The Binance platform has been at the center of all the regulators’ attention for a few months. The platform is suspected of having recently precipitated the official discontinuation of its stablecoin BUSD, managed by the company Paxos.
Since the beginning of the year, Binance has been in the crosshairs of regulators in several separate cases. First, Paxos, whose stablecoin BUSD is associated with Binance, is a financial security according to the head of the U.S. Securities and Exchange Commission (SEC). But also its founder Changpeng Zhao suspected of dubious transfers to the tune of $ 400 million.
Indeed, the Forbes publication makes a direct link between the operation of Binance and that of the defunct FTX platform. According to the publication, Binance transferred $1.8 billion in assets to investment funds, including the infamous Alameda Research.
Binance’s chief strategy officer, Patrick Hillmann, spoke out about the transfers, telling Forbes that they were normal operations for the company:
There was no shuffling [of funds] because there are wallets and there is a ledger.
The case will only serve to reassure investors in the cryptocurrency sector. For the Binance platform is once again accused of questionable practices in connection with the principle of guaranteeing its stablecoins. An accusation that Changpeng Zhao (CZ) is trying to minimize even today by explaining that the journalists of Forbes “seem not to understand the basics of how an exchange works”. According to him, Binance users “are free to withdraw their assets at any time”. And we’ll have to take his word for it.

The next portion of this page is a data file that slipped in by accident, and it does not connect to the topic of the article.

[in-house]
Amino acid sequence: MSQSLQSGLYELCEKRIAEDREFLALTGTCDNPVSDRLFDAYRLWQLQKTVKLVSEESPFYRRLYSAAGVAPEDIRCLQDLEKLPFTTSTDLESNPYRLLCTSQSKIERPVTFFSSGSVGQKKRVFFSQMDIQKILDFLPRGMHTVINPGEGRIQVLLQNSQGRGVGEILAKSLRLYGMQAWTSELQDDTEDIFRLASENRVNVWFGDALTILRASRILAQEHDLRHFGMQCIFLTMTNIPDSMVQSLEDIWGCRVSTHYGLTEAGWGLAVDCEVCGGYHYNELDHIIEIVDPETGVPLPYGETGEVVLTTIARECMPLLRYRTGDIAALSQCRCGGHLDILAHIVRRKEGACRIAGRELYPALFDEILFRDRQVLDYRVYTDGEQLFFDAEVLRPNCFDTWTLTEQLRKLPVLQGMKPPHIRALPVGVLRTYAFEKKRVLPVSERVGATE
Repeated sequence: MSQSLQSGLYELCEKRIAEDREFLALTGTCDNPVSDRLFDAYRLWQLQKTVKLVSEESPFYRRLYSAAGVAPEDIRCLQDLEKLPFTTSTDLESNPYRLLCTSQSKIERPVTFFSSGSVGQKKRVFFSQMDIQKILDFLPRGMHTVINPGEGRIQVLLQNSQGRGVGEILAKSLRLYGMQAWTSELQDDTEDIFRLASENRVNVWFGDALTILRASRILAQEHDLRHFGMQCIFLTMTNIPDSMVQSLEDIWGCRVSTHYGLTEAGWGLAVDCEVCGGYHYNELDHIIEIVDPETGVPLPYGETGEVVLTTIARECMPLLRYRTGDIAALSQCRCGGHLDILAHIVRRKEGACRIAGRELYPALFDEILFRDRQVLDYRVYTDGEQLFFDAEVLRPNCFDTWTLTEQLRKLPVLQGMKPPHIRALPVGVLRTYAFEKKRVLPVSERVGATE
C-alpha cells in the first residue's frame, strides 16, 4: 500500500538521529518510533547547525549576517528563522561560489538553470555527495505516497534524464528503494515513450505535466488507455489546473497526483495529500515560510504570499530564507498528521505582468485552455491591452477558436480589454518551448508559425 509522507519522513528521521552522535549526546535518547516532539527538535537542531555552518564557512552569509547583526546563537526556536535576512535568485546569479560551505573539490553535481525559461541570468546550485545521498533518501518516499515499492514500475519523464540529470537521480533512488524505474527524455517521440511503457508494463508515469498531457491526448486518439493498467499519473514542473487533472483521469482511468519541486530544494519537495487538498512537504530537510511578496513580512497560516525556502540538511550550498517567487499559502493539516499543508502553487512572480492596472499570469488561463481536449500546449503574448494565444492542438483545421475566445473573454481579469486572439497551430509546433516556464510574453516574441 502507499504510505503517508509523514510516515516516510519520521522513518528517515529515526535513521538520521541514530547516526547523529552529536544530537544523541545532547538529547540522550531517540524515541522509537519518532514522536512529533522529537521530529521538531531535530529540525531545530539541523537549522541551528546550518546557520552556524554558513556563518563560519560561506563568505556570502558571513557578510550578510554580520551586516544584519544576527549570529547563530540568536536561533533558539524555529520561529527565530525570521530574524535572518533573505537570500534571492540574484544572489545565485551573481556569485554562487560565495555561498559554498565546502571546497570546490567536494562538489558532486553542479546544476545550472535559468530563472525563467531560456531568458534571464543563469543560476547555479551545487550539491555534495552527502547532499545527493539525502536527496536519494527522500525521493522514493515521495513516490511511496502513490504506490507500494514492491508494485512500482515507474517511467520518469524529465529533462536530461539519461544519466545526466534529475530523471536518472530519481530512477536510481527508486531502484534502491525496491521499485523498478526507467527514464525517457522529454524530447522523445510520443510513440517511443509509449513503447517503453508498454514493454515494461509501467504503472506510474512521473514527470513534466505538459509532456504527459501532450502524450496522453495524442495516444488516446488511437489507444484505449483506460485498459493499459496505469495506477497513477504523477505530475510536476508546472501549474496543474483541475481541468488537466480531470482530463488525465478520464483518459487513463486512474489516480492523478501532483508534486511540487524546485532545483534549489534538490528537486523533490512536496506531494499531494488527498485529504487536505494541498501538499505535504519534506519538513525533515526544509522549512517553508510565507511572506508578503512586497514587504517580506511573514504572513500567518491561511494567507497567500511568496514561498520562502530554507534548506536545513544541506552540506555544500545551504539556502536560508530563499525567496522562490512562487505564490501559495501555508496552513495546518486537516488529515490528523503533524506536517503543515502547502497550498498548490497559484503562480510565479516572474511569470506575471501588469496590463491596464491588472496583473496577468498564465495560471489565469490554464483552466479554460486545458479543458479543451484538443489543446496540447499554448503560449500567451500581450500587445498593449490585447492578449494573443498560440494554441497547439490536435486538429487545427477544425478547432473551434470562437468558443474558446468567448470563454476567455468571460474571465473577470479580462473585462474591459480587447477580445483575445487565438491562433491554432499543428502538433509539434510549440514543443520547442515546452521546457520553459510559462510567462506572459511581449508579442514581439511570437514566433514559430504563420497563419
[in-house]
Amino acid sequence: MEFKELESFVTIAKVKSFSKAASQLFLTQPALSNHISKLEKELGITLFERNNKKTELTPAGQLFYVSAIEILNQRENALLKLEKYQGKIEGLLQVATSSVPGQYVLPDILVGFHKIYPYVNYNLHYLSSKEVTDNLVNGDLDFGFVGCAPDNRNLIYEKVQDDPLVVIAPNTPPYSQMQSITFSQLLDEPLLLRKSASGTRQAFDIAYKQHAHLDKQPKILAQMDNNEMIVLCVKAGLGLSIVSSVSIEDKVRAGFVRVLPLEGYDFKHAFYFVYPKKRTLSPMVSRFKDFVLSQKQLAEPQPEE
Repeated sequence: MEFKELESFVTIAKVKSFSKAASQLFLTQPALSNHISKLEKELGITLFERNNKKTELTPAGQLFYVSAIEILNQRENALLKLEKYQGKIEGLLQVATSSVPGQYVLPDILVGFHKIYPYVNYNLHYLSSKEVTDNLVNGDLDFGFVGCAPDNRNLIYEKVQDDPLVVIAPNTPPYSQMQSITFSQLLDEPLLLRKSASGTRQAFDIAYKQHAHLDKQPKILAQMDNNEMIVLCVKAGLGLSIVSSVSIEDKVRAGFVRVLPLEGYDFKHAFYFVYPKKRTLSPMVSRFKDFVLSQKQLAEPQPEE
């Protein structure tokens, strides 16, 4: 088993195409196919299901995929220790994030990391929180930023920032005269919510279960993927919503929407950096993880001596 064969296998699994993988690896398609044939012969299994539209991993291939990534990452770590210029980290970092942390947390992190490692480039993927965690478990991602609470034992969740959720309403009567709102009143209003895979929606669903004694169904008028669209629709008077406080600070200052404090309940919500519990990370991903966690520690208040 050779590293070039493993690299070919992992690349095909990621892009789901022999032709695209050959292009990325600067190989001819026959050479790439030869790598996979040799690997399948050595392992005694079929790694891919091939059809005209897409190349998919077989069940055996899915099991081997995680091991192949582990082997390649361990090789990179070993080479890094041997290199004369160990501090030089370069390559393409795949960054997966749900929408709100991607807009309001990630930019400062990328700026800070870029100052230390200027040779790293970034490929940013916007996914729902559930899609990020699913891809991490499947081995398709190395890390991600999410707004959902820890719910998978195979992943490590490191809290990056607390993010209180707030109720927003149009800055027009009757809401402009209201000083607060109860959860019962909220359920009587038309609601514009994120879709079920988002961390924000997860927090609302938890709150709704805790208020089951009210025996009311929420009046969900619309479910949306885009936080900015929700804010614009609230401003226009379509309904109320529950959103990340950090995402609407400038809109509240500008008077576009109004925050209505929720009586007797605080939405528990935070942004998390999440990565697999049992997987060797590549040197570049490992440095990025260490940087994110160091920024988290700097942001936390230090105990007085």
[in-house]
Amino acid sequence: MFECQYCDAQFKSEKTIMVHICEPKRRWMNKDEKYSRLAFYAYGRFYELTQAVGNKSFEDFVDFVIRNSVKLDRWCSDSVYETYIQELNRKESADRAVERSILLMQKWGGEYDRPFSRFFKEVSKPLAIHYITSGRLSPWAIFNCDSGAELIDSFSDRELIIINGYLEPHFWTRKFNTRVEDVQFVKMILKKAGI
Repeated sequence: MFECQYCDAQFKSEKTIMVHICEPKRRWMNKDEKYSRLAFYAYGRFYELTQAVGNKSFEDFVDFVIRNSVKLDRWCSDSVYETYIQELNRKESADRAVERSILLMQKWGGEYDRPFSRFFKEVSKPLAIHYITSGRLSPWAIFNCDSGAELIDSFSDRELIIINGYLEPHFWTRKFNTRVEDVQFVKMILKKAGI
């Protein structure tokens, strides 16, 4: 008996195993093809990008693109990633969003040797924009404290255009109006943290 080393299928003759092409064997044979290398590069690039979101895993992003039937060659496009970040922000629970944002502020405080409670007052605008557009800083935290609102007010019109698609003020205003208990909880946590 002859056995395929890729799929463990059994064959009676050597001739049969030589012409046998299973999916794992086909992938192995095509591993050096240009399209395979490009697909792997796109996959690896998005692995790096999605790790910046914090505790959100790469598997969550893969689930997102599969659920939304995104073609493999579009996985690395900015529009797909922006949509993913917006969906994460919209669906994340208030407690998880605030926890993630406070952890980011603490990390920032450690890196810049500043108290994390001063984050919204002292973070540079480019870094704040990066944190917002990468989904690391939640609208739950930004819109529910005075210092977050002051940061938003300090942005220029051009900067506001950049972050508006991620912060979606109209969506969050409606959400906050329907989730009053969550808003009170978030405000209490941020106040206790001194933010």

According to blockchain data reviewed by Forbes, from August 17 to early December (around the same time FTX imploded) holders of more than $1 billion in crypto known as B-peg USDC tokens found themselves without collateral for the instruments claimed by Binance.
To be continued…